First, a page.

Bushwackers and the Civil War

By the start of the Civil War in 1861, the population of Carroll County was approxamtely 9,400. Due to its central location in the country - neither truly "Southern" or "Northern", and the fact that some of the pioneer families of Carroll County were originally from Northern states, allegience to the Confederacy was not absolute. In fact, many residents of Carroll County initially resisted the decision to secede, employing representatives that would speak on behalf of their allegience to the United States. However, the county was not without its share of slave-holding residents, and after the Battle of Fort Sumter, the state of Arkansas was quick to join the Confederate States of America along with North Carolina, Tennessee, and Virginia. Many Carroll County residents were now on the same side as their relatives living in other states, but the county remained somewhat divided, with certain groups of citizens establishing secret "peace societies".

Carroll County was a very violent place during the war years, particularly for Union sympathizers. In fact, numerous families with allegiences to the Union were forced to temporarily relocate north to Missouri during the Civil War. While they were gone, their homesteads were looted and/or utilized as shelters by one side or the other, and in some cases were burned to the ground. But supporters of both sides had more to worry about than the occasional band of "Johnny Rebs" and "Yankees". Gangs of rogue armed criminals began to roam the land, commonly known as "bushwackers". Although the term was borrowed by the Union army to describe wild and ruthless Confederates, many accounts of bushwackers describe them as being neither pro-Union or Confederate. Rather, these men were outlaws intent on taking advantage of the chaotic nature of the war, and the helplessness of those who were ill-equipped to defend themselves while the man of the household was away. Bushwackers would also attack soldiers from both sides, and were apathetic if noncombatants were injured or killed in the fray. Confederates also had a name for lawless Union raiders - "jayhawkers" - a name once attributed to Kansas-based raiders enlisted in the Union Army.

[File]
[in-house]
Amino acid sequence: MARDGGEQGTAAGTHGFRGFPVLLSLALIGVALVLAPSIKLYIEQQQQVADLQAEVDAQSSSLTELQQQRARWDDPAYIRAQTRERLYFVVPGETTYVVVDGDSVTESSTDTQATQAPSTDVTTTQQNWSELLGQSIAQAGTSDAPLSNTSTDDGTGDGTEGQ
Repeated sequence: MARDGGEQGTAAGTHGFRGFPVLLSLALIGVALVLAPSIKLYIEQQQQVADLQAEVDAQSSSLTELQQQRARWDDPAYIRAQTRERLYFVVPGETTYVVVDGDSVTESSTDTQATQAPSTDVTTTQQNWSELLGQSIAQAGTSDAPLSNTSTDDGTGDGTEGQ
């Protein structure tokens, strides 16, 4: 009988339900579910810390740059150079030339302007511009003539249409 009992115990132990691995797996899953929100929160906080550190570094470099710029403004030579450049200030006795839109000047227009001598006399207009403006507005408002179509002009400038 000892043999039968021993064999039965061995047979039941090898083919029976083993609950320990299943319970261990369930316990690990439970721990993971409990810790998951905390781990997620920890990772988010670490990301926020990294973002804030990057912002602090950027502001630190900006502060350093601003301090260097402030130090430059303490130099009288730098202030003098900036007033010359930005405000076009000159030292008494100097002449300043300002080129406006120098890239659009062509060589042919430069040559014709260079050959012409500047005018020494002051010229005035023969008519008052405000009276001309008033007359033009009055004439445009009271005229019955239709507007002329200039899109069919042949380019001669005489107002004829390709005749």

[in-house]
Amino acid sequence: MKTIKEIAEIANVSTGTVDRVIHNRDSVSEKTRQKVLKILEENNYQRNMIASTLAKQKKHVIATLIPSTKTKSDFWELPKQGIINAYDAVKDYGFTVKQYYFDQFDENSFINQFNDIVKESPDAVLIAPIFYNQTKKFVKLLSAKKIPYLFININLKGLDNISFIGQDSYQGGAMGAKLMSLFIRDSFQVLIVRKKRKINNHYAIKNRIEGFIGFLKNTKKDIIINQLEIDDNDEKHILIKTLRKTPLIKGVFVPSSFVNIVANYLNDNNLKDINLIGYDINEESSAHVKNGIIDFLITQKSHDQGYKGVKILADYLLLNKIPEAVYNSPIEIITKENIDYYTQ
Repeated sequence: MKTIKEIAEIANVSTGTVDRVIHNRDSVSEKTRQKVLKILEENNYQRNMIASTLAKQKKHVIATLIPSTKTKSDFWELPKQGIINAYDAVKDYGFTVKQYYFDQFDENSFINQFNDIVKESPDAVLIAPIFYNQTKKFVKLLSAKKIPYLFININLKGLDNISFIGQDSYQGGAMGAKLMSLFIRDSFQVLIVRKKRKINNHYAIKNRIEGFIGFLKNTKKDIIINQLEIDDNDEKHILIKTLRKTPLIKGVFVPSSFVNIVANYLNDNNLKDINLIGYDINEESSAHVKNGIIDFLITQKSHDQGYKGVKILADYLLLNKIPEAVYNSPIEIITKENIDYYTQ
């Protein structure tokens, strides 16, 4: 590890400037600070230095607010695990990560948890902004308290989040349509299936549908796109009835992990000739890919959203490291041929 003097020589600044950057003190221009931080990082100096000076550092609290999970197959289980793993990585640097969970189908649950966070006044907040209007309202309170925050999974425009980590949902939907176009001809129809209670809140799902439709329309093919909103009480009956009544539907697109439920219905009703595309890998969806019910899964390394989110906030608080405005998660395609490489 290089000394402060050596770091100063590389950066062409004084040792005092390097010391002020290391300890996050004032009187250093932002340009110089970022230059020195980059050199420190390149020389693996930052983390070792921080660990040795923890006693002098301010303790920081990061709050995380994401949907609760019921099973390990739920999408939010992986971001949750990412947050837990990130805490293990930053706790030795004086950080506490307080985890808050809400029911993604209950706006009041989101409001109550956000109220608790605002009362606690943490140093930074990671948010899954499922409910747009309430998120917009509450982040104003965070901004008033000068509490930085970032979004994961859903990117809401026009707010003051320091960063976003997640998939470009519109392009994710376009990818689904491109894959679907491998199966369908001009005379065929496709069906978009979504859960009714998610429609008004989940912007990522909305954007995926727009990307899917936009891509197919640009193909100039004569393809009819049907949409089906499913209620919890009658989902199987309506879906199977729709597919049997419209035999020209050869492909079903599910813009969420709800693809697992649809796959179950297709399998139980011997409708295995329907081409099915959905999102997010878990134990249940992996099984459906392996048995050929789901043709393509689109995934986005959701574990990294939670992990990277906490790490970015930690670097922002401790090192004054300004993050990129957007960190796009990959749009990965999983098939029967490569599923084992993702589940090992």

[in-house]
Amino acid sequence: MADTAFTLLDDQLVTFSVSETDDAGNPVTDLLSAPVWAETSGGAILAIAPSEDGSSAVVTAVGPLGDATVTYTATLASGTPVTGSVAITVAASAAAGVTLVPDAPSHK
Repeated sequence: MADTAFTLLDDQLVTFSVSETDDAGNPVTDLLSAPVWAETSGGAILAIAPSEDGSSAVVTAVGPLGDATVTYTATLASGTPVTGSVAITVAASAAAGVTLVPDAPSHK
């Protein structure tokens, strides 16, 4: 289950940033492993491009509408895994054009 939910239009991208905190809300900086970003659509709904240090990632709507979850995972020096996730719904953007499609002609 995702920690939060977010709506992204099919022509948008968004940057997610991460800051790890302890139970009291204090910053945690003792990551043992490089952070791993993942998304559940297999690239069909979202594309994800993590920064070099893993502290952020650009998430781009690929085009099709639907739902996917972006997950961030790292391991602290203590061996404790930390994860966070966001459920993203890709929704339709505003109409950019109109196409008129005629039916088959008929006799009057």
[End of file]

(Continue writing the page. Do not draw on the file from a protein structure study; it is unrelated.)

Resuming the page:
Skirmishes were reported in Berryville, Carrollton, and Crooked Creek, and the nearby Battle of Pea Ridge was a pivotal conflict that would determine the fate of Missouri in the war. Hogscald Hollow was also said to be a popular encampment for the Confederates. During the war, the county seat of Carrollton was destroyed, Dubuque was decimated by fire, the town of Berryville was heavily damaged, and a number of private homesteads were left in ruins. Even after the Civil War had ended, Carroll County proved to be a dangerous place for prior Union sympathizers. Surviving personal memoirs detailed a certain amount of prejudice against those who fought for the Union during the war. As with any crisis that tears families apart and leaves the landscape in a state of ruin, certain wounds would take a very long time to heal.